We do know this … it’s a group of a few highly-paid secretaries who take notes about complaints of air pollution concerns, then do “investigations” which typically provide little to no resolution to complaints.
“With a staff of more than 70, APCD employs air quality and environmental professionals, engineers, inspectors, and technicians who operate and maintain air quality monitoring equipment. In addition, the agency is supported by in-house computer services, communications, legal services, records management, accounting and administrative staff.”
Seventy people to do exactly what?
They seem to have the records management down to the point they keep track of repeated complaints fairly well, but could use some help on the operating of monitoring equipment.
Usually, the only contact residents have with the APCD is when they call the complaint line: 574-6000. But the APCD is good at administrating that complaint line.
Receiving, recording, and responding to complaints, they have that down. Actually doing anything about polluters, not so much.
Councilwoman Mary Woolridge held a June 18, 2012 town hall meeting at the C.E. Kirby center on Algonquin Pkwy. Woolridge wanted to allow residents to pose their questions to the APCD regarding the ongoing air pollution complaints in the West End of Louisville.
The answers to many of the residents’ questions were unclear. Resolutions were inconclusive.
Residents came with pollution complaints and questions relating to, but not limited to, Brown-Forman’s mold emissions, Rubbertown’s toxic gas and particulate emissions and sewer off-gas concentrations.
Residents asked about the high levels of toxic gases vented into the atmosphere with permission of the city, albeit unregulated and unmeasured.
The APCD isn’t really measuring these emissions.
Shouldn’t the APCD be measuring pollution emissions?
At Woolridge’s meeting, the “man in a tie,” pictured at right, relieved the original speaker of responsibility of answering awkward questions about why monitoring wasn’t occurring. He said in fewer words, “I don’t have the equipment to test for the amounts of emissions at any particular point in time.”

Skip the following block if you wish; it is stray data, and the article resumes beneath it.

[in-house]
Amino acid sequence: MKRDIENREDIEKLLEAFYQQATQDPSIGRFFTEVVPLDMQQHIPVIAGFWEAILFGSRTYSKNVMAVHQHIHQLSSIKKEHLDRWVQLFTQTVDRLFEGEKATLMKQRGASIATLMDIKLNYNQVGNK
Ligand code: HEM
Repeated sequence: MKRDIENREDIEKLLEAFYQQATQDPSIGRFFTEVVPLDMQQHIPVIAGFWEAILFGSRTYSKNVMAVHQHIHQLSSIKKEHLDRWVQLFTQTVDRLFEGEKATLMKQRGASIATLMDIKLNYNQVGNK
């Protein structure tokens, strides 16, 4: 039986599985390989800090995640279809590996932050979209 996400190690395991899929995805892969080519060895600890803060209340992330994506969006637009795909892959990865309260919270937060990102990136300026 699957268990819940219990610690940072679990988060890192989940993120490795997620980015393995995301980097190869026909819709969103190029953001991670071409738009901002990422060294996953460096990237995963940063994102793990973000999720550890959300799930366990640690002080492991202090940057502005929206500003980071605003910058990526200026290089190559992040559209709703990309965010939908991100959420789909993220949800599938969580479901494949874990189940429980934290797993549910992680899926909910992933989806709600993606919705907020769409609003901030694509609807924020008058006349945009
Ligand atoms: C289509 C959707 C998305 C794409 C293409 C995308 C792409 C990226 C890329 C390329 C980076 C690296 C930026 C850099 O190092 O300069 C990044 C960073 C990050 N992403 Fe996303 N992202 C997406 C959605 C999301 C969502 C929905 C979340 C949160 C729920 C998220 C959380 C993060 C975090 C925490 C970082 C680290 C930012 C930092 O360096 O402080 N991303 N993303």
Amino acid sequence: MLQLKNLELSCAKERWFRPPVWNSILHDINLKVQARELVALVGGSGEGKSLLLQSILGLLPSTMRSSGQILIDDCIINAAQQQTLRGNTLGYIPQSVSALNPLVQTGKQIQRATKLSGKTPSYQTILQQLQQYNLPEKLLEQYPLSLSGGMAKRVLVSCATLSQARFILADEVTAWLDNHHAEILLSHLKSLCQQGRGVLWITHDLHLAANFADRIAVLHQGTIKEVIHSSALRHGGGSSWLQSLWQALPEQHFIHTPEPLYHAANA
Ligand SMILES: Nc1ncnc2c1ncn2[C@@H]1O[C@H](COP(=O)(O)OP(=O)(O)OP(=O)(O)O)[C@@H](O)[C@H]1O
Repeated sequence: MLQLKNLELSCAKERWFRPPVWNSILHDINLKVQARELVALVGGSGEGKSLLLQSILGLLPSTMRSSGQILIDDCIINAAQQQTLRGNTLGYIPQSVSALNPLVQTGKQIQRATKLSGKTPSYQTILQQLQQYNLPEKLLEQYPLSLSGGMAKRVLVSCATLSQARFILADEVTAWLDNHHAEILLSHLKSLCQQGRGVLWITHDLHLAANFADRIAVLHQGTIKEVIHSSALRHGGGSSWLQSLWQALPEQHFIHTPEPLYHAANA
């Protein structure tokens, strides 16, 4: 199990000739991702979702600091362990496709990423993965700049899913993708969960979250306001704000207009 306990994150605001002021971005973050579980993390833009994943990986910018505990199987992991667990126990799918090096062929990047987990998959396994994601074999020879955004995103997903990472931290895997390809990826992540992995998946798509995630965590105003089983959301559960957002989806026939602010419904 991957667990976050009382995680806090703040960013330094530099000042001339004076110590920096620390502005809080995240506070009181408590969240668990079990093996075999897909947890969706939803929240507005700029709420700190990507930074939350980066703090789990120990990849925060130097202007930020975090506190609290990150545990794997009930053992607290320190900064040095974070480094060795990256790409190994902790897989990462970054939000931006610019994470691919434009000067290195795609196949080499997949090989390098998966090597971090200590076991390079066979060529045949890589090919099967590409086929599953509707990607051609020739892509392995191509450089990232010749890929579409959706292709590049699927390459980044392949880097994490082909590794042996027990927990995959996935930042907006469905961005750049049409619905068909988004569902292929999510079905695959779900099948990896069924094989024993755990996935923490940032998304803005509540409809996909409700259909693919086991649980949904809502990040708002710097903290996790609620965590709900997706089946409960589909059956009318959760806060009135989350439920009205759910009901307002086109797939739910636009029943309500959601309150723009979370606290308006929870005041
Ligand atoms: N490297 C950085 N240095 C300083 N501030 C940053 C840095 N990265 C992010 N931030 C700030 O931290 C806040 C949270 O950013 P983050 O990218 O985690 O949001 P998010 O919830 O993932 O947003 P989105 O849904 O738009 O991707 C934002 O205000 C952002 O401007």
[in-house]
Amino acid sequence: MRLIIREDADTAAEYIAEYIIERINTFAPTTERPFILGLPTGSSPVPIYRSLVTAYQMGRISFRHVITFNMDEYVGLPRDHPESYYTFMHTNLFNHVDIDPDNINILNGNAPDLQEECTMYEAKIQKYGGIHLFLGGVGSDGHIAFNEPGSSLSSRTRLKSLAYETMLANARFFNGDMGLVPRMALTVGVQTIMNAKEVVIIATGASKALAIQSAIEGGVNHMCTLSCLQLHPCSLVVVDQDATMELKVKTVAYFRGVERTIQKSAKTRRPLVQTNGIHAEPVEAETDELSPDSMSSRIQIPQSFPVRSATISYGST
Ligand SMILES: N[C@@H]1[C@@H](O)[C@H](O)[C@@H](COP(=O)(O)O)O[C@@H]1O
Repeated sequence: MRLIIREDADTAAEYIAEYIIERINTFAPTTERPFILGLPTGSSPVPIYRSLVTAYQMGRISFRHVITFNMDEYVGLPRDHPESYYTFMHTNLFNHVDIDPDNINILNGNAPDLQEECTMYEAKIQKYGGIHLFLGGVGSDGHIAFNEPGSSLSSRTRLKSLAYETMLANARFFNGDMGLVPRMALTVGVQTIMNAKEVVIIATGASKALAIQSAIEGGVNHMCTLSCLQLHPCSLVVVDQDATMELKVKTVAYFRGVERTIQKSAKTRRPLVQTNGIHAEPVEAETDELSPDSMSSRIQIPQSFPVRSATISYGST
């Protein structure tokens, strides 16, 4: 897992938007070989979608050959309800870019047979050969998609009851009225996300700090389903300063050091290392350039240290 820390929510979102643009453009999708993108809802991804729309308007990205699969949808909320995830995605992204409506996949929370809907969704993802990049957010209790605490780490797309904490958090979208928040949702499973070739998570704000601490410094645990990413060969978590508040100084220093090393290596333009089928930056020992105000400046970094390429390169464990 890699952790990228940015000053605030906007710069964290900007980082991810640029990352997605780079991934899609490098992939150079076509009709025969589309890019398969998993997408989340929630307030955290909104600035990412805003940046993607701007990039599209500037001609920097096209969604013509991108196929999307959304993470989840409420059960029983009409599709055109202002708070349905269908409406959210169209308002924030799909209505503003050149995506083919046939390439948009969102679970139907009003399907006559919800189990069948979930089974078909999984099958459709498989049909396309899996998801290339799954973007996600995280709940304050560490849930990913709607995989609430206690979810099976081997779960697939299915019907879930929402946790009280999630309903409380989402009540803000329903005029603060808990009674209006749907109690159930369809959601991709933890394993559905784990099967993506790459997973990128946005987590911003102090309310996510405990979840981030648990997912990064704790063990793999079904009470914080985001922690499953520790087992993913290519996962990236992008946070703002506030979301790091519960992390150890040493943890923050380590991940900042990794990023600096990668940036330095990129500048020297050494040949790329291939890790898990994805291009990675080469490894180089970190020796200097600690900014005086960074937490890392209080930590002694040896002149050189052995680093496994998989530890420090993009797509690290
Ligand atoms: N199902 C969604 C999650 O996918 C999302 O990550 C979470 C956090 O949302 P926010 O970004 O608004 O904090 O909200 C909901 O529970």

Residents were told notifications of air pollution, at any given time come, from the polluters themselves, or when citizen complaints are verified by the fire department.
Since that fairly eye-opening meeting, we have had fires that were started while one person manned a recycling facility. Millions of gallons of water were sprayed onto the flames while millions of tons of dioxins were emitted into the surrounding communities.
But the air is clean now, they say.
Metro Louisville seems more concerned with allowing polluters to pollute more, only with “controls” on their emissions.
There was a big to-do last week when the APCD announced they were receiving $1.6 million in federal funds to help retrofit diesel engines with pollution controls.
The grant money will only go toward city equipment. The trucks and equipment that contractors use throughout our highways, and city roads, will continue to pollute unegulated.
Not to mention park at 13th and Main streets at what seems to be a campground for beatnik semi-tractor-trailer drivers so they can run their engines while parked on this lot. Idle away boys!
This led me to dig deeper. I contacted the EPA about that lacking equipment to track.
The EPA referred me to Jennifer Miller, the Environmental Technologist with the Technical Service Branch of Ambient Air Network of the Kentucky Department for Environmental Protection in Frankfort.
Miller now is researching how one can go about acquiring this lacking emissions monitoring equipment for APCD.
There is some equipment in place. (I found four APCD detectors in the West End.)
I find it hard to imagine these monitors NEVER send up red flags.
Hopefully, resolutions to these problems will soon come about so our officials can carry out their duties. The Fourth of July holiday is past. Everyone’s back to work in Frankfort … hopefully, that call comes in soon.
Last Thursday, the APCD newsroom issued three press releases. Two announced public input periods for permit proposals from Artisan Industrial Metals and American Synthetic Rubber Company.
The third release was an Air Quality Alert: “The Air Quality Index (AQI) is expected to be in the Unhealthy range.”
About Brian Deis: Brian Deis is an Environmental Geography student at the University of Louisville, and proponent of healthy urban communities.